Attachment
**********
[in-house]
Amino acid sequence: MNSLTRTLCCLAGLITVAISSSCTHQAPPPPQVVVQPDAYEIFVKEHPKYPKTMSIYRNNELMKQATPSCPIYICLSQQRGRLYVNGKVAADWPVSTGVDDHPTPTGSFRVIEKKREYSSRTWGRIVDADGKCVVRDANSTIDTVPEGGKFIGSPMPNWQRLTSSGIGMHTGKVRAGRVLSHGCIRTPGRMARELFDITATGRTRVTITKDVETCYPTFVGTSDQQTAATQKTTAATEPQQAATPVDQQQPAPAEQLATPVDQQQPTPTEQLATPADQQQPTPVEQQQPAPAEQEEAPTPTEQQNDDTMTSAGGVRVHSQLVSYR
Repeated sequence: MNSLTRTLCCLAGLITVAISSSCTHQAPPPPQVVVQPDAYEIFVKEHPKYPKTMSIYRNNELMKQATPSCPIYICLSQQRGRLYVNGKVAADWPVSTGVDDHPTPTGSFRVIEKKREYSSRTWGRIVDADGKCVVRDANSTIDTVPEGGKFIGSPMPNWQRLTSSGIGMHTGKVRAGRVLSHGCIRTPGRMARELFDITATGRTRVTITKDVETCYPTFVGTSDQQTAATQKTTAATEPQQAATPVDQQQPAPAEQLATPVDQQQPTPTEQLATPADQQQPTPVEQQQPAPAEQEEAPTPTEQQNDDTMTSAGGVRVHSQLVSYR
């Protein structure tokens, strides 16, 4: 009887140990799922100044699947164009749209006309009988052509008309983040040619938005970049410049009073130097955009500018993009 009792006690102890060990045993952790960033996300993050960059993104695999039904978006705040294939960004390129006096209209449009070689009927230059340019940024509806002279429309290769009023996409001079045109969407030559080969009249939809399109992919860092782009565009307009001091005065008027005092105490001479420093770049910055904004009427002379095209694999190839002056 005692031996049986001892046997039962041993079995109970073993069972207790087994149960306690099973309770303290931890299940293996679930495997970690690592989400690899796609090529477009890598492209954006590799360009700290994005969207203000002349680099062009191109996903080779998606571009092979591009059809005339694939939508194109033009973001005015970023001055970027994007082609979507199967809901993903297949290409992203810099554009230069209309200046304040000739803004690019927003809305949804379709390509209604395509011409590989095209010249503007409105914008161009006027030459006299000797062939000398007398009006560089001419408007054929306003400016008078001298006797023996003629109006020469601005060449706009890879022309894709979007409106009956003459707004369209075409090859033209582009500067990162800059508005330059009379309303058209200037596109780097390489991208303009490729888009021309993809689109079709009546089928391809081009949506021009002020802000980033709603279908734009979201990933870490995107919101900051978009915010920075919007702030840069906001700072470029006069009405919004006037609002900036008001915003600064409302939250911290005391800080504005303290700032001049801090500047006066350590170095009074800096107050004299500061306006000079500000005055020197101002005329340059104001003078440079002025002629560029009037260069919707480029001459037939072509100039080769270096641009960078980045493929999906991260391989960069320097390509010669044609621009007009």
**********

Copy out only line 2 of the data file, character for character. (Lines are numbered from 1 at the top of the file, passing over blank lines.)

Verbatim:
Amino acid sequence: MNSLTRTLCCLAGLITVAISSSCTHQAPPPPQVVVQPDAYEIFVKEHPKYPKTMSIYRNNELMKQATPSCPIYICLSQQRGRLYVNGKVAADWPVSTGVDDHPTPTGSFRVIEKKREYSSRTWGRIVDADGKCVVRDANSTIDTVPEGGKFIGSPMPNWQRLTSSGIGMHTGKVRAGRVLSHGCIRTPGRMARELFDITATGRTRVTITKDVETCYPTFVGTSDQQTAATQKTTAATEPQQAATPVDQQQPAPAEQLATPVDQQQPTPTEQLATPADQQQPTPVEQQQPAPAEQEEAPTPTEQQNDDTMTSAGGVRVHSQLVSYR